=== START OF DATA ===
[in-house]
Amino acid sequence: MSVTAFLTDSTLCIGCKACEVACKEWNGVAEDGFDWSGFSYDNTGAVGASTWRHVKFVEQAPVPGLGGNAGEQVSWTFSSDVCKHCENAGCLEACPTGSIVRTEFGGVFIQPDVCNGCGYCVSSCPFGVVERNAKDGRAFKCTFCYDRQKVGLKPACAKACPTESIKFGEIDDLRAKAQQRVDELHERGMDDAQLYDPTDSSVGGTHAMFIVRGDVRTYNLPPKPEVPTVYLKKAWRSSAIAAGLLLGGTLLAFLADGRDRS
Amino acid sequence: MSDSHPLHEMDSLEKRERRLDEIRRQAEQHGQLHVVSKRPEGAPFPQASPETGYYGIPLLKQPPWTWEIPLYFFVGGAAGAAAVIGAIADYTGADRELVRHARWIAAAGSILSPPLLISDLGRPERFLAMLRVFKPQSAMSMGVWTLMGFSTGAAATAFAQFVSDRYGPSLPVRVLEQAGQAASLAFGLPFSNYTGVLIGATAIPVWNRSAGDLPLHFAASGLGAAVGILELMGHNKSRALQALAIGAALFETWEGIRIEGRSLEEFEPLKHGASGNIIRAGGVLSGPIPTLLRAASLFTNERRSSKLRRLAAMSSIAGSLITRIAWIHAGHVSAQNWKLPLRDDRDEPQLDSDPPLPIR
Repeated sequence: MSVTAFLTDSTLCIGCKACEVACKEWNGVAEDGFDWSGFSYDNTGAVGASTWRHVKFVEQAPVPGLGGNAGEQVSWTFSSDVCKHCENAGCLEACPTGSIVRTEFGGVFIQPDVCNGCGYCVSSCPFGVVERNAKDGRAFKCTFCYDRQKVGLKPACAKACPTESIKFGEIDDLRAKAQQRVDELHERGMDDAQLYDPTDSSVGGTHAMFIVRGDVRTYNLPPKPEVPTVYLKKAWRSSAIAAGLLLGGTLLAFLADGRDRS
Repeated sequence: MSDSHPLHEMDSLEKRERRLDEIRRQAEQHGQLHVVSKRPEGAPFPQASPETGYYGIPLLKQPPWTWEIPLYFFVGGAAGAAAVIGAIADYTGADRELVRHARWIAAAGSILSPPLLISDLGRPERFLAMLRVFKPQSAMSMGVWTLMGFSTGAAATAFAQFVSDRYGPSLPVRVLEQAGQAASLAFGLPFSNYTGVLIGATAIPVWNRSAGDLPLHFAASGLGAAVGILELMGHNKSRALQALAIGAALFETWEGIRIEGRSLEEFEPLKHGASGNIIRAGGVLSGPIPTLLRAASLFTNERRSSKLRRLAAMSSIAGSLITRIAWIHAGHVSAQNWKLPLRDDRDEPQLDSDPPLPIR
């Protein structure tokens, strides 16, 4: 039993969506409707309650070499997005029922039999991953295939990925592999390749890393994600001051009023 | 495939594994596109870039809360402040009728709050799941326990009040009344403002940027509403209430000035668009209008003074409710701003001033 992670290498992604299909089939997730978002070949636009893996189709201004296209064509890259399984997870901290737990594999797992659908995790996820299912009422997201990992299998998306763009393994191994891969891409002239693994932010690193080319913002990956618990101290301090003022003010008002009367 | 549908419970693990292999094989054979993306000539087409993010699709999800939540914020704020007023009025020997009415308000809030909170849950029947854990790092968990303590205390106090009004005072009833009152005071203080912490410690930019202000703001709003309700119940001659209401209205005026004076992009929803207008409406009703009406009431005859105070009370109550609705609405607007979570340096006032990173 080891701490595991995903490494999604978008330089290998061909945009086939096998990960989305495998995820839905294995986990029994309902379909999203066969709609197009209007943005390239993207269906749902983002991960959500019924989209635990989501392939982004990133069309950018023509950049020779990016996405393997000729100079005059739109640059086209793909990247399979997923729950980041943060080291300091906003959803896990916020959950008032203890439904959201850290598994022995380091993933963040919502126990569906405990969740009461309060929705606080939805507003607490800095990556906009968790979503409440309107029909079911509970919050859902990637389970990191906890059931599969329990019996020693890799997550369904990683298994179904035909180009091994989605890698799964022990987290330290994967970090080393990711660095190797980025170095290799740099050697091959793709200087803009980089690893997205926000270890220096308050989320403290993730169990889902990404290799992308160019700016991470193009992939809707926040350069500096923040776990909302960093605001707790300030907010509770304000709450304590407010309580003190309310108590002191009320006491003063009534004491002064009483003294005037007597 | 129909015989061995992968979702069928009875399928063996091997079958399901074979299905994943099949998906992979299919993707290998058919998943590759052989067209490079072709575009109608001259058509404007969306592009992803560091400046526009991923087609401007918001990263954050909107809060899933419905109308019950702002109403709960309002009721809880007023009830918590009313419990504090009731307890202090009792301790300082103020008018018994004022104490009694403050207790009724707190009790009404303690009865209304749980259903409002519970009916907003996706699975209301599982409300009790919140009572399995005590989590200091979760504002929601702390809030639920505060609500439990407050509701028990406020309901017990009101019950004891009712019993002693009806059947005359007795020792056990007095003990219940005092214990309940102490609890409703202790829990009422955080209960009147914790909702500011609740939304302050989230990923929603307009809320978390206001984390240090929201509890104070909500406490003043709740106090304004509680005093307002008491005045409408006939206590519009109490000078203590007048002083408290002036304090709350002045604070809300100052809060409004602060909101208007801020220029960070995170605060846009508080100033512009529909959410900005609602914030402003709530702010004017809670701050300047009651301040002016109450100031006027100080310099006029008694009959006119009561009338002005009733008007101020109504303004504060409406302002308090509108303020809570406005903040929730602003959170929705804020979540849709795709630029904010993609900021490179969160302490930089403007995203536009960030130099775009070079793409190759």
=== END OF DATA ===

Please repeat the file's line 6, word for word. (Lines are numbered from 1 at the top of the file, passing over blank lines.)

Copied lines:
């Protein structure tokens, strides 16, 4: 039993969506409707309650070499997005029922039999991953295939990925592999390749890393994600001051009023 | 495939594994596109870039809360402040009728709050799941326990009040009344403002940027509403209430000035668009209008003074409710701003001033 992670290498992604299909089939997730978002070949636009893996189709201004296209064509890259399984997870901290737990594999797992659908995790996820299912009422997201990992299998998306763009393994191994891969891409002239693994932010690193080319913002990956618990101290301090003022003010008002009367 | 549908419970693990292999094989054979993306000539087409993010699709999800939540914020704020007023009025020997009415308000809030909170849950029947854990790092968990303590205390106090009004005072009833009152005071203080912490410690930019202000703001709003309700119940001659209401209205005026004076992009929803207008409406009703009406009431005859105070009370109550609705609405607007979570340096006032990173 080891701490595991995903490494999604978008330089290998061909945009086939096998990960989305495998995820839905294995986990029994309902379909999203066969709609197009209007943005390239993207269906749902983002991960959500019924989209635990989501392939982004990133069309950018023509950049020779990016996405393997000729100079005059739109640059086209793909990247399979997923729950980041943060080291300091906003959803896990916020959950008032203890439904959201850290598994022995380091993933963040919502126990569906405990969740009461309060929705606080939805507003607490800095990556906009968790979503409440309107029909079911509970919050859902990637389970990191906890059931599969329990019996020693890799997550369904990683298994179904035909180009091994989605890698799964022990987290330290994967970090080393990711660095190797980025170095290799740099050697091959793709200087803009980089690893997205926000270890220096308050989320403290993730169990889902990404290799992308160019700016991470193009992939809707926040350069500096923040776990909302960093605001707790300030907010509770304000709450304590407010309580003190309310108590002191009320006491003063009534004491002064009483003294005037007597 | 129909015989061995992968979702069928009875399928063996091997079958399901074979299905994943099949998906992979299919993707290998058919998943590759052989067209490079072709575009109608001259058509404007969306592009992803560091400046526009991923087609401007918001990263954050909107809060899933419905109308019950702002109403709960309002009721809880007023009830918590009313419990504090009731307890202090009792301790300082103020008018018994004022104490009694403050207790009724707190009790009404303690009865209304749980259903409002519970009916907003996706699975209301599982409300009790919140009572399995005590989590200091979760504002929601702390809030639920505060609500439990407050509701028990406020309901017990009101019950004891009712019993002693009806059947005359007795020792056990007095003990219940005092214990309940102490609890409703202790829990009422955080209960009147914790909702500011609740939304302050989230990923929603307009809320978390206001984390240090929201509890104070909500406490003043709740106090304004509680005093307002008491005045409408006939206590519009109490000078203590007048002083408290002036304090709350002045604070809300100052809060409004602060909101208007801020220029960070995170605060846009508080100033512009529909959410900005609602914030402003709530702010004017809670701050300047009651301040002016109450100031006027100080310099006029008694009959006119009561009338002005009733008007101020109504303004504060409406302002308090509108303020809570406005903040929730602003959170929705804020979540849709795709630029904010993609900021490179969160302490930089403007995203536009960030130099775009070079793409190759």